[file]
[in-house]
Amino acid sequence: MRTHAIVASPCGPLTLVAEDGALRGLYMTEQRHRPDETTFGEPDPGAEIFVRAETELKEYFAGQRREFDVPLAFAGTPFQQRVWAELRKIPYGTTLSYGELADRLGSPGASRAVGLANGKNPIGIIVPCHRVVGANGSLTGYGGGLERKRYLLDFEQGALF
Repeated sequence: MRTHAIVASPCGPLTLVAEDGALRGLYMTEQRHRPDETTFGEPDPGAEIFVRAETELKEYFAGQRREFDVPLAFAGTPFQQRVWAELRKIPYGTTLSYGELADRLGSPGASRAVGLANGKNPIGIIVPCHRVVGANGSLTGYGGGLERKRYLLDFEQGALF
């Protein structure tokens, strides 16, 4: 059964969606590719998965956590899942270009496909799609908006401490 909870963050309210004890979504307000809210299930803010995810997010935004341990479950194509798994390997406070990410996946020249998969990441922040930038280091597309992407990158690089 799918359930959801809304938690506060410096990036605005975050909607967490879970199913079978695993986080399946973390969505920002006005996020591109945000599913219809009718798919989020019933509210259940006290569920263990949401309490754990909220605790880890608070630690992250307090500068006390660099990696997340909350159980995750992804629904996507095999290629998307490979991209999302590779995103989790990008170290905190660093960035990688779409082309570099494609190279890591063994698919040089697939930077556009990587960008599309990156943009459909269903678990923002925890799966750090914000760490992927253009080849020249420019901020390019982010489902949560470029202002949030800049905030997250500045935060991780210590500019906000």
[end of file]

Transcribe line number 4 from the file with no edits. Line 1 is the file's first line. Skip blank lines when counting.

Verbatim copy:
């Protein structure tokens, strides 16, 4: 059964969606590719998965956590899942270009496909799609908006401490 909870963050309210004890979504307000809210299930803010995810997010935004341990479950194509798994390997406070990410996946020249998969990441922040930038280091597309992407990158690089 799918359930959801809304938690506060410096990036605005975050909607967490879970199913079978695993986080399946973390969505920002006005996020591109945000599913219809009718798919989020019933509210259940006290569920263990949401309490754990909220605790880890608070630690992250307090500068006390660099990696997340909350159980995750992804629904996507095999290629998307490979991209999302590779995103989790990008170290905190660093960035990688779409082309570099494609190279890591063994698919040089697939930077556009990587960008599309990156943009459909269903678990923002925890799966750090914000760490992927253009080849020249420019901020390019982010489902949560470029202002949030800049905030997250500045935060991780210590500019906000």